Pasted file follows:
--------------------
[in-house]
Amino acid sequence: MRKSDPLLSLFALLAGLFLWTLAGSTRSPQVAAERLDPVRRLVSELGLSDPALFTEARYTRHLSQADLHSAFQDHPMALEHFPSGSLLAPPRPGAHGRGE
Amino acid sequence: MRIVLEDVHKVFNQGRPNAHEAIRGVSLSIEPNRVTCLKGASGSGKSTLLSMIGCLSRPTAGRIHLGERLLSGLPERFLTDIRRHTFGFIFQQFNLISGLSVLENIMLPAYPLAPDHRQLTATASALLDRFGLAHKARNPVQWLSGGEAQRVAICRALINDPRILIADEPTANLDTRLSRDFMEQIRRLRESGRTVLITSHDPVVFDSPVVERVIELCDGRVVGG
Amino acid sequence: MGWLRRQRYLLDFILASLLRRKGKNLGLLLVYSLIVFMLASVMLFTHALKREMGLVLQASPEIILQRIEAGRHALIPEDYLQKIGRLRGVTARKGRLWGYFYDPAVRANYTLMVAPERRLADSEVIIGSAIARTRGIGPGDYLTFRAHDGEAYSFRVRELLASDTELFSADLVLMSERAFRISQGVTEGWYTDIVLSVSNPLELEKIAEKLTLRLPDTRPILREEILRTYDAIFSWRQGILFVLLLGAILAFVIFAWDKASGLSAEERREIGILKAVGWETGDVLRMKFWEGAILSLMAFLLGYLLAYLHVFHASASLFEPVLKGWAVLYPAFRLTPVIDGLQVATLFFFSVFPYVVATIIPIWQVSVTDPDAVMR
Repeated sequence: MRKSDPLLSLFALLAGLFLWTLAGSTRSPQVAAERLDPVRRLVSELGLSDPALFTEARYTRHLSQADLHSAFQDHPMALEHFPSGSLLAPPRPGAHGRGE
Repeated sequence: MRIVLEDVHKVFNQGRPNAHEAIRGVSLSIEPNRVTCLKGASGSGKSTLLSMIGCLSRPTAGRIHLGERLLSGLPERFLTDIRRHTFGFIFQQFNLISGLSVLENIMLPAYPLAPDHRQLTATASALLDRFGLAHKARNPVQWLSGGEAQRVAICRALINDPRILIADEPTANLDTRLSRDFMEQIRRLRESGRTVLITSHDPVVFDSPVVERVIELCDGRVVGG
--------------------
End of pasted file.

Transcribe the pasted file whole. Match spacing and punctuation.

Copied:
[in-house]
Amino acid sequence: MRKSDPLLSLFALLAGLFLWTLAGSTRSPQVAAERLDPVRRLVSELGLSDPALFTEARYTRHLSQADLHSAFQDHPMALEHFPSGSLLAPPRPGAHGRGE
Amino acid sequence: MRIVLEDVHKVFNQGRPNAHEAIRGVSLSIEPNRVTCLKGASGSGKSTLLSMIGCLSRPTAGRIHLGERLLSGLPERFLTDIRRHTFGFIFQQFNLISGLSVLENIMLPAYPLAPDHRQLTATASALLDRFGLAHKARNPVQWLSGGEAQRVAICRALINDPRILIADEPTANLDTRLSRDFMEQIRRLRESGRTVLITSHDPVVFDSPVVERVIELCDGRVVGG
Amino acid sequence: MGWLRRQRYLLDFILASLLRRKGKNLGLLLVYSLIVFMLASVMLFTHALKREMGLVLQASPEIILQRIEAGRHALIPEDYLQKIGRLRGVTARKGRLWGYFYDPAVRANYTLMVAPERRLADSEVIIGSAIARTRGIGPGDYLTFRAHDGEAYSFRVRELLASDTELFSADLVLMSERAFRISQGVTEGWYTDIVLSVSNPLELEKIAEKLTLRLPDTRPILREEILRTYDAIFSWRQGILFVLLLGAILAFVIFAWDKASGLSAEERREIGILKAVGWETGDVLRMKFWEGAILSLMAFLLGYLLAYLHVFHASASLFEPVLKGWAVLYPAFRLTPVIDGLQVATLFFFSVFPYVVATIIPIWQVSVTDPDAVMR
Repeated sequence: MRKSDPLLSLFALLAGLFLWTLAGSTRSPQVAAERLDPVRRLVSELGLSDPALFTEARYTRHLSQADLHSAFQDHPMALEHFPSGSLLAPPRPGAHGRGE
Repeated sequence: MRIVLEDVHKVFNQGRPNAHEAIRGVSLSIEPNRVTCLKGASGSGKSTLLSMIGCLSRPTAGRIHLGERLLSGLPERFLTDIRRHTFGFIFQQFNLISGLSVLENIMLPAYPLAPDHRQLTATASALLDRFGLAHKARNPVQWLSGGEAQRVAICRALINDPRILIADEPTANLDTRLSRDFMEQIRRLRESGRTVLITSHDPVVFDSPVVERVIELCDGRVVGG